What to do now about Tourism and Sustainable tourism?

Traveling is a great thing. It allows people to see the world, learn about new cultures and for some teenagers to “rediscover themselves”. I for one have never heard someone say he or she hates traveling and Sustainable tourism, except maybe for the lines at airports or loud Dutch people on the beaches (excluding me of course). Furthermore, it provides millions of jobs worldwide and the sector is growing fast. This is mainly caused by the expansion of the middle class and globalization.

However, as with more things in the world, the balance is currently far off and it is expected to get even worse the coming years according to reports of McKinsey & Company. Business as usual will have severe impacts on cities and cultures, as you can see from Venice. In this extreme example, the inhabitants of Venice are forced to leave because living there is almost inbearible. What we need is a solution, a plan, a strategy.

For those of you who don’t know the tragedy of the commons, here is the definition of Investopedia. “The tragedy of the commons is an economic problem in which every individual has an incentive to consume a resource at the expense of every other individual with no way to exclude anyone from consuming. It results in overconsumption, under investment, and ultimately depletion of the resource.”

In other words, the common good is exploited by people who act in self-interest and the extreme demand ensures that other people can no longer use it (e.g. Venice). A common possible solution is top-down government control. Although there is an important role for governments, I believe it is people who can make the difference.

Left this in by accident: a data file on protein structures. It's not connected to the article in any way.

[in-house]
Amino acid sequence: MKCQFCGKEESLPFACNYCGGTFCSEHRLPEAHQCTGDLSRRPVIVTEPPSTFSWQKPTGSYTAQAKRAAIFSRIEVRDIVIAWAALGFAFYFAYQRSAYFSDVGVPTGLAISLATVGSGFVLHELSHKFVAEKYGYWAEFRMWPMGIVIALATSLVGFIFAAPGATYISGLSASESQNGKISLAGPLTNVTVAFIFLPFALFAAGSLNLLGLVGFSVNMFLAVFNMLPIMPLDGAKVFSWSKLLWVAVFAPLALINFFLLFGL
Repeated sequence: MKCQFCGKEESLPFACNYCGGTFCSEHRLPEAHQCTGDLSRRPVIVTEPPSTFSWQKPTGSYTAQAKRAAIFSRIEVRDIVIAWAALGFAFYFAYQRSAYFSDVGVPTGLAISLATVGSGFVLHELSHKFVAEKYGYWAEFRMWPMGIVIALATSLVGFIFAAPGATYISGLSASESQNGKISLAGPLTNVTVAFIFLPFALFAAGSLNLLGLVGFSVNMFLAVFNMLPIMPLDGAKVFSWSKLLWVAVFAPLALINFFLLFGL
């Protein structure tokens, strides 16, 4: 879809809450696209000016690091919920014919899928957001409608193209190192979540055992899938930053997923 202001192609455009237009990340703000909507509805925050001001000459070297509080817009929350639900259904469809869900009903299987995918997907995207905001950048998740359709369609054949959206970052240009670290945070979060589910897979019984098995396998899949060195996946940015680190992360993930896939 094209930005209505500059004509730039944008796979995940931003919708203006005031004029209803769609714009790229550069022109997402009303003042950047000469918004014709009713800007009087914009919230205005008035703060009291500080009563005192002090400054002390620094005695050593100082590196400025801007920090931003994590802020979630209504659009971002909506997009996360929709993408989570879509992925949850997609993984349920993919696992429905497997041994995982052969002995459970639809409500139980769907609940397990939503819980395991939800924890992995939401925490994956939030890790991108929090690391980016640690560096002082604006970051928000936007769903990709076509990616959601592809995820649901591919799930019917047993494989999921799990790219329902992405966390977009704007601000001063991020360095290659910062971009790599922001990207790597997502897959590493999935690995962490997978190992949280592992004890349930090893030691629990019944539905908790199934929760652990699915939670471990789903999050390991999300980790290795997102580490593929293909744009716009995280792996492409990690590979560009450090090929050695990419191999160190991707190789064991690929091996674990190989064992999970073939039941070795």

Governments can encourage tourists to visit during nonpeak, season, and year through actions such as arrival limits and ticketing systems. Spread visitors across sites, for example, by developing new attractions and promoting less-popular sites and areas (McKinsey & Company). The reason I said that I believe in people, is because with everything we do, we have a choice. As the French philosopher Sartre stated: “we are condemned to be free”. Every choice you make, has a consequence. In order to make the right choice, a better alternative needs to be (easily) available.

“Create the proper incentives and people will self-organize in the most efficient way to achieve a common goal”

Come in, EEtravel. EE stands for Economic and Environmental friendly traveling. The aim is to reduce the negative impact of tourism by promoting sustainable tourism accommodations. The idea is that people book a hotel for the same price as “normal” hotels, but these hotels are certified by some green certificate or ar verifiably green. Once, a guest lecturer taught me the sentence which is also the title of this chapter: “Create the proper incentives and people will self-organize in the most efficient way to achieve a common goal”. That is why I believe in people instead of the government in solving the problem of overtourism. But can you blame people if there is not a better and available alternative? People are limited to their “mental toolbox”. But now there is a better alternative, EEtravel. So the question is, are you going to take responsibility for your own actions? We at EEtravel assemble the incentives created by progressive accommodations so that you can make the right choice, and most of all keep enjoying traveling and sustainable tourism!

A common misconception is that “sustainable” and “green” is more expensive and has less to offer. I know this is wrong, as I have hundreds of examples who show otherwise. I am working hard to bring all those hotels/accommodations to this website, but I could really use your help!

Do you know hotels/accommodations who want to join the platform, please let me know via info@eetravel.eu

Sustainable tourism